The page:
I was asked by an acquaintance whether “march” was related to “mare”, on the basis that horses take part in military parades, and, er, march. It’s not, of course, but it did set me wondering about when the word made its debut in English.
We first find march in the mid 15th century, and it appears in the poem by Henry Loverich, The History of the Holy Grail, from before 1450 (the precise date is not recorded). You can see it here on the second line:
It happede he hadde An Olde Cosin,
and uppon him Marchede, & was Sarrasyn,
but that Cristened nowe he was;
and to-Gederis sore werreden In eche plas
Here it is used in a military sense, not just with the idea of walking in step, but to mean “go to war”.
So where did it come from. Well, that is an easy question to answer. It comes from Middle French marcher. Today this word means “walk”, but it was originally used with the sense “trample, tread on”. It derives from the Old French form marchier.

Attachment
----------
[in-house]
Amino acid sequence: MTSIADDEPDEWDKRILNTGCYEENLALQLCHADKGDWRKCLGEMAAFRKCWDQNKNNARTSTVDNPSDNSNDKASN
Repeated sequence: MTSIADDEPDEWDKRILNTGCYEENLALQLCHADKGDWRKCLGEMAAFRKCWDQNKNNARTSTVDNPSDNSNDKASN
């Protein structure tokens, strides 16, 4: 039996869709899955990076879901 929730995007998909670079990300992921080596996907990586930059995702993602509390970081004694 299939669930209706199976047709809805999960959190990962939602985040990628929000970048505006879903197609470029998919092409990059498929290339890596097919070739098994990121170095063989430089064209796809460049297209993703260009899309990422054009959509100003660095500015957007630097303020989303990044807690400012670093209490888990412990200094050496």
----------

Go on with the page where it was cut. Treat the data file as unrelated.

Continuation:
This is where the story gets a little hazy. There are two main theories on the origin from here, although the truth is, of course, that we don’t know.
Let’s take a look at the possibilities. Firstly, it may have come from Old German marchon, meaning “mark”. Proponents of this theory point at Old English cognate mearcian, which ultimately became “mark” in modern English, and suggest it may be related to the now obsolete use of march to mean “border”. This would then be traced to a Frankish root, *markon.
Secondly, march may have come from Latin marcus, meaning “hammer”, via Gallo-Roman word *marcare. You might be wondering how “hammer” could come to be used in this way, but the crucial point is the idea of tramping the feet, perhaps like the rhythmic beat of a hammer.
Words in other Romance languages – Spanish marchar, Italian marciare, Portuguese marchar – are thought to have derived from the French.